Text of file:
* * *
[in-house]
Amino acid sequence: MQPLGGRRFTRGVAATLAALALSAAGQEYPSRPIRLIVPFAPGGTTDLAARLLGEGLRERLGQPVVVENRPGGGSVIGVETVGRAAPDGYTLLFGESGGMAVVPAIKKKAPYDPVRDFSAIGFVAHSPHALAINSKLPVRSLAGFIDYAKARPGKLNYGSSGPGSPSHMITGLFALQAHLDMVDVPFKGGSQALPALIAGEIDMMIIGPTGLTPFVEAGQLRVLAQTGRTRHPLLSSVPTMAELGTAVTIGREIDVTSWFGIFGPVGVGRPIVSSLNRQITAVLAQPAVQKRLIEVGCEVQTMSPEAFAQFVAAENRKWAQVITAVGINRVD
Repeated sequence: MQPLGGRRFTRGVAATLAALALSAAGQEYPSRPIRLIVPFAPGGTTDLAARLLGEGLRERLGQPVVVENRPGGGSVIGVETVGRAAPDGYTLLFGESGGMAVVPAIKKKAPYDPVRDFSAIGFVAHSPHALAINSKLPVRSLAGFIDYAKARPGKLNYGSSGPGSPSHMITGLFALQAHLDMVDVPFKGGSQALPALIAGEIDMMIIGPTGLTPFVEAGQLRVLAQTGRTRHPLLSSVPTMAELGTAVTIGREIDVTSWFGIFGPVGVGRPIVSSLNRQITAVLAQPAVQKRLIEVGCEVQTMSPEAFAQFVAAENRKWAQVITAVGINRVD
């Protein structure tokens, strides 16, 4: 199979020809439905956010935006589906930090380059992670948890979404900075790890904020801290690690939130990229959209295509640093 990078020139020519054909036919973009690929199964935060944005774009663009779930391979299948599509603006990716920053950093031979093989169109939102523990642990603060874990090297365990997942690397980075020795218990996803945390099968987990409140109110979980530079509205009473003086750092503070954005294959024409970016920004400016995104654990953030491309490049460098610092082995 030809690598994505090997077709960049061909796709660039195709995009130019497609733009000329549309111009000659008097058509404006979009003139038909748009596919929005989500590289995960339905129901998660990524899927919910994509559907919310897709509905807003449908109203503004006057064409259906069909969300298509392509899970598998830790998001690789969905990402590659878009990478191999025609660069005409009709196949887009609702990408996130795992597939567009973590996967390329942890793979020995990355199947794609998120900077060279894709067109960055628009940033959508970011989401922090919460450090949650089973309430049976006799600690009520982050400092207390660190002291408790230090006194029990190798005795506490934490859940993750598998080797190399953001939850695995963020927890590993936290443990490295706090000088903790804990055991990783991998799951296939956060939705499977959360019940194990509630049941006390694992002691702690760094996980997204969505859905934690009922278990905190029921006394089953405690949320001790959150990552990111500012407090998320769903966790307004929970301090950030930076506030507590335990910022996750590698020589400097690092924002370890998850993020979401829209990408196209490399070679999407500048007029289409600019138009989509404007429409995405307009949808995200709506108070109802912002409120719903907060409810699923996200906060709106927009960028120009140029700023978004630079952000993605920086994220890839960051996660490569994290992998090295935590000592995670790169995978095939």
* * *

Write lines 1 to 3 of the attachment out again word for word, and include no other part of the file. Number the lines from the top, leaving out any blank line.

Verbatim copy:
[in-house]
Amino acid sequence: MQPLGGRRFTRGVAATLAALALSAAGQEYPSRPIRLIVPFAPGGTTDLAARLLGEGLRERLGQPVVVENRPGGGSVIGVETVGRAAPDGYTLLFGESGGMAVVPAIKKKAPYDPVRDFSAIGFVAHSPHALAINSKLPVRSLAGFIDYAKARPGKLNYGSSGPGSPSHMITGLFALQAHLDMVDVPFKGGSQALPALIAGEIDMMIIGPTGLTPFVEAGQLRVLAQTGRTRHPLLSSVPTMAELGTAVTIGREIDVTSWFGIFGPVGVGRPIVSSLNRQITAVLAQPAVQKRLIEVGCEVQTMSPEAFAQFVAAENRKWAQVITAVGINRVD
Repeated sequence: MQPLGGRRFTRGVAATLAALALSAAGQEYPSRPIRLIVPFAPGGTTDLAARLLGEGLRERLGQPVVVENRPGGGSVIGVETVGRAAPDGYTLLFGESGGMAVVPAIKKKAPYDPVRDFSAIGFVAHSPHALAINSKLPVRSLAGFIDYAKARPGKLNYGSSGPGSPSHMITGLFALQAHLDMVDVPFKGGSQALPALIAGEIDMMIIGPTGLTPFVEAGQLRVLAQTGRTRHPLLSSVPTMAELGTAVTIGREIDVTSWFGIFGPVGVGRPIVSSLNRQITAVLAQPAVQKRLIEVGCEVQTMSPEAFAQFVAAENRKWAQVITAVGINRVD